Here are answers to some of the most common questions we receive about garden plants. You will find concise information on general gardening techniques as well as plant selection and care. For detailed information on specific plant pests and problems refer to our Common Garden Pests and Problems page.

Do you have additional gardening questions? Please contact us. Here's how.

Horticulture Questions and Answers

Home  >  Indoor Plants  >  General Care  >  How do I air layer an indoor plant?

How do I air layer an indoor plant?

Air layering is a popular method for propagating indoor plants which have woody stems. Using this technique, which was adapted from the ancient Chinese, roots can be produced on stems above the soil level. Air layering can be done at any time of year, but spring appears to give most consistent successes. This method will give a new plant for each layered stem.

Air layering involves one of two possible procedures depending upon plant species. The first step, common to both, is choosing a healthy plant with a sizeable stem near its top. Whenever possible new wood, one year or slightly less in age, should be used. Somewhat immature wood roots more easily than older stock. Remove leaves for several inches near the point where the cut is to be made.

The first method, which is commonly used with dieffenbachia species, involves making an upward slanting cut about one-third of the way through the stem at a point about one foot from the top. The cut is then propped open with a toothpick laid across the exposed tissue. This prevents the wood from healing which inhibits root production.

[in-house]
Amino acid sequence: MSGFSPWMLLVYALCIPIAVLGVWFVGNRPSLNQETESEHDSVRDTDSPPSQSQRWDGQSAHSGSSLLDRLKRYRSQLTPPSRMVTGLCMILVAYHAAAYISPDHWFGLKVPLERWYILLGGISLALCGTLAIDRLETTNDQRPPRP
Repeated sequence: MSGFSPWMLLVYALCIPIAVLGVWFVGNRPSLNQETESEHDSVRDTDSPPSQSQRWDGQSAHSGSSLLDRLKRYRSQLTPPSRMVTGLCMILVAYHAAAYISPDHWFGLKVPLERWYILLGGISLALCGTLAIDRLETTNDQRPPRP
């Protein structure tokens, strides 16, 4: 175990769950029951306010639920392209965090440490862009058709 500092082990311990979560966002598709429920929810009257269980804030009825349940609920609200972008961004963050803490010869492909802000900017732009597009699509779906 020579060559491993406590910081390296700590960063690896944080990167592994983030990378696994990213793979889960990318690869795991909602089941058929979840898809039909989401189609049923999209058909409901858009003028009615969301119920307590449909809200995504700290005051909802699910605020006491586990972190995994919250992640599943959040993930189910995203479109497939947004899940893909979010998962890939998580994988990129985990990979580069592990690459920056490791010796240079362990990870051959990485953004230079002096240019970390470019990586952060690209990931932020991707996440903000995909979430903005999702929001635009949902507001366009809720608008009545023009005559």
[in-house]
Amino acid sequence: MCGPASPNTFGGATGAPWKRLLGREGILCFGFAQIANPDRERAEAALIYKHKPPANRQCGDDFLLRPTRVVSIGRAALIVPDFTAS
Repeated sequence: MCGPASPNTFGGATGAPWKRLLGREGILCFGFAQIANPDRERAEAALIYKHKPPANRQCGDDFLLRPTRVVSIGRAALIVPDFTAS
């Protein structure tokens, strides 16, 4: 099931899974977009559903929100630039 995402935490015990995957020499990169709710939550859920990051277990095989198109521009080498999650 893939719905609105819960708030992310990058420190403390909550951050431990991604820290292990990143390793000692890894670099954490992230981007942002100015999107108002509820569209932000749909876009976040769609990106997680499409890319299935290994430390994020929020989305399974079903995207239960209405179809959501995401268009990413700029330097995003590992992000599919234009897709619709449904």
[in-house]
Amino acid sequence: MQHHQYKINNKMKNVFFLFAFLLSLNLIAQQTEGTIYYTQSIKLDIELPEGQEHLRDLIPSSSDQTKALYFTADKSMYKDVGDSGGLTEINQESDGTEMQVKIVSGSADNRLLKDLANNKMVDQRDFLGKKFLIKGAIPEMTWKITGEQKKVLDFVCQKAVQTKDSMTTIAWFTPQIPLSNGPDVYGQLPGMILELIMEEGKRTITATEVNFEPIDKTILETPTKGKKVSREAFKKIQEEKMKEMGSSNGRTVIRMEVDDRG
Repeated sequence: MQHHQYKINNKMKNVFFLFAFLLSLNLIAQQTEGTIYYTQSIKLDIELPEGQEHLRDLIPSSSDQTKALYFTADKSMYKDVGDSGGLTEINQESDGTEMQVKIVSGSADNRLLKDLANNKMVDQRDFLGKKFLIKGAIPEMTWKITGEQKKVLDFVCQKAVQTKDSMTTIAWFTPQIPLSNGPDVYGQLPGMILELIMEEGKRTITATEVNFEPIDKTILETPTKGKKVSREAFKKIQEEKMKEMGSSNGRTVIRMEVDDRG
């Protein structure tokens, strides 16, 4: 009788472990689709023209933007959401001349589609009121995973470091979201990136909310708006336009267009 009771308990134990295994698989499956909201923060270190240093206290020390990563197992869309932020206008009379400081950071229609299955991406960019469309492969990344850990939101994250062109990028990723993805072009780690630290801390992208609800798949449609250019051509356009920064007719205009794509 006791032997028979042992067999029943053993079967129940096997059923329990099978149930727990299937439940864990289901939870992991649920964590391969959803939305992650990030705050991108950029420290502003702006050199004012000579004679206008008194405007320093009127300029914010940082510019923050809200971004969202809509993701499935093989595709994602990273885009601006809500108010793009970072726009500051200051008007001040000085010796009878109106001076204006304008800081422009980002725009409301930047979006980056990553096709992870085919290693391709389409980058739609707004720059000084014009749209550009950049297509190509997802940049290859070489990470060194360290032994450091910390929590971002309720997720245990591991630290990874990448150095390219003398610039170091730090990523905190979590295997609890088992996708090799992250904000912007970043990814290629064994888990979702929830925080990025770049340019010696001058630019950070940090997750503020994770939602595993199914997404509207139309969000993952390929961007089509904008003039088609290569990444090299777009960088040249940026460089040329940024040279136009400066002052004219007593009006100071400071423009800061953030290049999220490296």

The second method gives good results with a variety of plants including schefflera, croton, dracaena, rubber tree, indoor fig, and hibiscus. At a point eight to fifteen inches from its tip cut a ring of outside bark about one inch wide around the selected stem, and remove it completely. Note that with some species, air layering of side shoots does not give satisfactory results. Carefully scrape away any remaining, tan cambium tissue in the exposed area; do not cut into the pale green underlayer.

The rest of the procedure is again common to the two methods described above. Lightly dust the wound with rooting hormone. Moisten some unmilled sphagnum peat moss, wring out excess moisture to get damp tea-bag consistency, and then completely wrap the cut area with enough damp moss to get a baseball-size dressing. Cover the peat moss with waterproof polyethylene plastic, and secure each end in place with twist ties or waterproof tape. The peat moss must remain moist for the duration of the rooting process-anywhere from four to sixteen weeks. Inspect it frequently, and add a small amount of water if required.

When roots can be seen to fill the peat moss ball, carefully remove the plastic cover. Do not remove the peat moss. Cut the new plant off just below the new root area and pot it up, moss and all, using a suitable potting mixture for your species. Before long, expect to see new shoots develop on your new plant.

Unless more air layers are desired, the parent plant can be discarded. In some species, however, the old, bottom portion can often regrow into a rejuvenated, fairly attractive plant; for example-dracaena.